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Bluesman Tomcat Courtney has passed away at the age of 91. Born in 1929, Courtney grew up in Texas, where picking cotton was the family business. As he once told the Reader, “Well, I had my own sack at the age of eight or nine years old. I could carry up to 70, 80 pounds.”

It was in fact his background in gardens that resulted in his obtaining his first guitar. “Man said, ‘Will you come on over and help me pull weeds in my garden? I’m gonna give you this guitar.’ We pulled weeds all day. He tried to show me how to play country-western, but I just hated what he was doin’.”

Later, his pianist father owned a nightclub frequented by players who'd become blues legends. “Sonny Boy Williamson, Lightnin’ Hopkins, Tampa Red would come out to the farm and perform. Saturday. Sometimes on a Friday night. The people made their own whiskey and stuff out there. They made wine and whiskey [during Prohibition]. But I tell you something: As long as it stayed on that farm, the law didn’t come out there. I didn’t think about it 'til years later, all that shit people were makin’.”

At the age of 16, Courtney was hired on as a tap dancer and a singer in the Ringling Brothers Circus minstrel show. He’d taught himself to tap dance after seeing Mr. Bojangles (Bill Robinson) perform on the family farm.

After Ringling Brothers, Courtney continued to perform in traveling variety shows. Learning guitar, he fell easily into the laconic, traditional Delta blues groove. As for his nickname Tomcat, “It was some woman in New Mexico that gave me that name,” he says. “And people been callin’ me that ever since.”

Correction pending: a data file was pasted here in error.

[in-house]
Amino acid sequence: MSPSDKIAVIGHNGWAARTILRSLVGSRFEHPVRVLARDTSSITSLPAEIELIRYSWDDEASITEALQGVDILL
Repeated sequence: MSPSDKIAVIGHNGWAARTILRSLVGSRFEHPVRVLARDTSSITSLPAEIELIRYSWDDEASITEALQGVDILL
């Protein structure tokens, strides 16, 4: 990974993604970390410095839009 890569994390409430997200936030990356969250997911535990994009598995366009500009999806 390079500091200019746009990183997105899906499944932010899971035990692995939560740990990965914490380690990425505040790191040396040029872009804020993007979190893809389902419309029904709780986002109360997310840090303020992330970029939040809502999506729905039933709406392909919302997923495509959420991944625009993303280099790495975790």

He relocated to California in the 1960s, first to Los Angeles and then to San Diego in 1971. Here, he formed the Bluesdusters, who became house regulars at O.B.’s Texas Teahouse, where he played every week from 1972 to 1992.

After his album San Diego Blues Jam was released by Advent Records in 1974, he mainly concentrated on live performances. Later in his career, he sometimes sold cassettes or pressed his own CDs to sell at gigs. Len Rainey & the Midnight Players recorded Courtney's song "Shake It Up Baby" for their 2000 album I Better Move On.

Signed to Blue Witch Records at the age of 79, his album Downsville Blues was released in May 2008. It includes many of his own compositions, as well as classic covers like Mance Lipscomb’s “Meet Me in the Bottom” and Tampa Red’s “Cryin’ Won’t Help You.”

Downsville Blues was number one on several of the European blues charts in 2009, and his European charting and record sales earned him an invitation to the prestigious 2010 Montreux Jazz Festival. After playing Montreux and touring Europe, Courtney was inducted into the California Blues Hall of Fame.

In 2010, he won Best Blues at the San Diego Music Awards. In early 2013, he landed a residency playing old-school one-man blues concerts at La Gran Tapa every Tuesday. The following year, the San Diego Music Awards gave him a Lifetime Achievement statue.

Even into his 90s, right up until the pandemic lockdown, Courtney was still playing gigs every week.

(Click here to read Dave Good's full 2010 interview with Tomcat Courtney)